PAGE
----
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Hahn confident past history will predict future

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CHICAGO -- As a long-time fan of the Chicago Bears, Rick Hahn would get upset when the Monsters of the Midway started a season 1-2.

Then he would realize those three games were just a small segment of the 14-game or 16-game ledger, and it was too early to overreact. It's the same sort of pragmatic approach the White Sox general manager is following in regard to his team's 14-18 record and last-place standing in the American League Central entering Friday's series opener with the Angels at U.S. Cellular Field.

"That's essentially where we are in the baseball season, less than 20 percent of the way into the schedule," said Hahn of the 33 games in a 162-game schedule. "We have been disappointed with the way things have started from an offensive standpoint, and even defensively has been a little erratic and not up to the standard we set last year.

"With that being said, we have a fair amount of guys with some substantial track records behind them which gives you reason to believe there will be some improvement back toward those career norms. We are talking about a team that last year was fourth in runs scored and there's no reason to believe this permutation of that team with some improvements in some areas and a lot of the same personnel in others is going to end up at the bottom of the league in runs scored.

"We expect there to be a correction fairly soon," Hahn said. "But thus far it has been disappointing and it's time to get going."

Hahn isn't one for making massive personnel moves this early in the season, choosing instead to let his players show their "true performance levels over an extended period of time." But that wait won't be indefinite or carry through the whole summer with hopes that things get better.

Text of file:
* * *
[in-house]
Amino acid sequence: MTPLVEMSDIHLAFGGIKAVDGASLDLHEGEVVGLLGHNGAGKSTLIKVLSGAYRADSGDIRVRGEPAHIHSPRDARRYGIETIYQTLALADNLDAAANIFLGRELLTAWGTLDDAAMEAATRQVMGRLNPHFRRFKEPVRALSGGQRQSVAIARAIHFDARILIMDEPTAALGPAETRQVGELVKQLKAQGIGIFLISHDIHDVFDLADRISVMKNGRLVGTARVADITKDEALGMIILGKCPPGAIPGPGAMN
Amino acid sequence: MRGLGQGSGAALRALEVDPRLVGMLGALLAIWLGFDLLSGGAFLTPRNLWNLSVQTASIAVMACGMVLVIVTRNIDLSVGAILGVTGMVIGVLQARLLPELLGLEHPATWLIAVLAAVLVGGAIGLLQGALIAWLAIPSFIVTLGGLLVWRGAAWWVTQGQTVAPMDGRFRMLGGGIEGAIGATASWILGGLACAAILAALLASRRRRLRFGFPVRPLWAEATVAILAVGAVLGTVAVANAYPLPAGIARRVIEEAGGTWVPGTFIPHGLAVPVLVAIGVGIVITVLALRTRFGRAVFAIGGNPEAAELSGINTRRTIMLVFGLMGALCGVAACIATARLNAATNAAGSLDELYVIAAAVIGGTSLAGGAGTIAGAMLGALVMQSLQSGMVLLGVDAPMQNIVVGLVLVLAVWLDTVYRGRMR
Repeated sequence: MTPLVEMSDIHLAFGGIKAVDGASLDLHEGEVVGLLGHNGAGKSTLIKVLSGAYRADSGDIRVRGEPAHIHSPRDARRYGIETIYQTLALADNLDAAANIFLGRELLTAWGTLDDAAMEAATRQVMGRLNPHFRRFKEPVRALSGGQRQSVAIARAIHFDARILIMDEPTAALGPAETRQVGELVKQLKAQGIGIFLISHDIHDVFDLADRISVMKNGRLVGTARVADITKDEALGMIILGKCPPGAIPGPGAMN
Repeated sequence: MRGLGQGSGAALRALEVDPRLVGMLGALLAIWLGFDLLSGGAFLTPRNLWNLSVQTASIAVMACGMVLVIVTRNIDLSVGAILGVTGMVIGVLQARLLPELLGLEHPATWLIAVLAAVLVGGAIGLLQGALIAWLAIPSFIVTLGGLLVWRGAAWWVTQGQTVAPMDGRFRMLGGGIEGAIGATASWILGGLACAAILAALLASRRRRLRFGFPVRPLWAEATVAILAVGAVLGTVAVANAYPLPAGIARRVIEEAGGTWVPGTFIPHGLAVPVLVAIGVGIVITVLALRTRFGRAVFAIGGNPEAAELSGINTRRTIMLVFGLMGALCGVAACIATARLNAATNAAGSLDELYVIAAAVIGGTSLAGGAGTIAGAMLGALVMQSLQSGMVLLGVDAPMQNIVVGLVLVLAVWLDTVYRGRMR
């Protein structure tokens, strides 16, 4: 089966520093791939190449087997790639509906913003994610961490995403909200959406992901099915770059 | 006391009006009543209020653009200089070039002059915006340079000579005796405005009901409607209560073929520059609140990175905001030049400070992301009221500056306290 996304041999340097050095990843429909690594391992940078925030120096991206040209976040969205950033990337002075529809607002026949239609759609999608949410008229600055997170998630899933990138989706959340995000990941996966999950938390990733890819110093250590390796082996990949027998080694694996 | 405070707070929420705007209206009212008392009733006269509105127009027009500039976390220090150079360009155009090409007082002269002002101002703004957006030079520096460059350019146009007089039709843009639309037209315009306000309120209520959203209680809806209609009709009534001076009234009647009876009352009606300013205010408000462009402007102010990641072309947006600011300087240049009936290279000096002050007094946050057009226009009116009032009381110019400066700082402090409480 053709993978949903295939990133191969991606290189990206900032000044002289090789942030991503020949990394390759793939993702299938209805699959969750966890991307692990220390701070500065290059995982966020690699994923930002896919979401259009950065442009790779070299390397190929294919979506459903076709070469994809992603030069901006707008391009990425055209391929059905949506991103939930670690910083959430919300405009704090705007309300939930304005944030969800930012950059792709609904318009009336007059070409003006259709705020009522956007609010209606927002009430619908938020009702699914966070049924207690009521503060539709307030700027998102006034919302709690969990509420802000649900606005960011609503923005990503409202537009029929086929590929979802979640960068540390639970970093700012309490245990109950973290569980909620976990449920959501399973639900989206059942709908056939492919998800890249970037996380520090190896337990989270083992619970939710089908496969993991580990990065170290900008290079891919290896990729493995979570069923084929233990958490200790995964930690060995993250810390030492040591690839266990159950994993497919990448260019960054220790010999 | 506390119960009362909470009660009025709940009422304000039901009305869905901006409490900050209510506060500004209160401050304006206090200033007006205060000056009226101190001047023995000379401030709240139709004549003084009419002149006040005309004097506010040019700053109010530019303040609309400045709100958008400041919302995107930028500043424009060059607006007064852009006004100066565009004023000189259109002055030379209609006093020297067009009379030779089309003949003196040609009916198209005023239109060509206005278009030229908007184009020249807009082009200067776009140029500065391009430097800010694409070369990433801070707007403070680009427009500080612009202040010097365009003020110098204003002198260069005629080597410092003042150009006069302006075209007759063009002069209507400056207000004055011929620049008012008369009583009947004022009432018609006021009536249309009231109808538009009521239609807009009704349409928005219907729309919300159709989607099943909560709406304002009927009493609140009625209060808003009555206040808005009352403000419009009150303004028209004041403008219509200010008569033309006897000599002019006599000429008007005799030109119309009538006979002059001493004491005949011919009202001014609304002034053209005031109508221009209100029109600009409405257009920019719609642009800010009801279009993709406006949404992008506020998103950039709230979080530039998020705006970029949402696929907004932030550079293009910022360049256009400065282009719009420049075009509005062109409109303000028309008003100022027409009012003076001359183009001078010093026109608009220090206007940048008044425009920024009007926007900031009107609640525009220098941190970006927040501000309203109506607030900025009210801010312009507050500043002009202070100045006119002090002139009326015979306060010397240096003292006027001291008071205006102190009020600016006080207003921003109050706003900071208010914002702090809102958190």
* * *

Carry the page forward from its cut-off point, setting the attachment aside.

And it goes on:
The White Sox have just two opponents with a current record over .500 in their 20 games to finish May. The team is getting healthy, but the biggest concerns are getting a 13th-ranked defense in the AL and an offense ranking 15th in five separate categories considerably stronger.

"There are subsets you can cut up that look worse than others but across the board, the offense is not up to the level that we're expecting nor the level of the past performance nor the level we expect we're going to get going forward," Hahn said. "[Clutch hitting] is one symptom of something that's not going well and we expect to improve."

"We know it's a good division and we know there are teams out there playing well and will play well," White Sox captain Paul Konerko said. "You can't expect teams to come back to poor level of play. Teams will play well. There seems to be in every division a couple of teams that get going and you try to be one of them."

Scott Merkin is a reporter for MLB.com. Read his blog, Merk's Works, and follow him on Twitter @scottmerkin. This story was not subject to the approval of Major League Baseball or its clubs.

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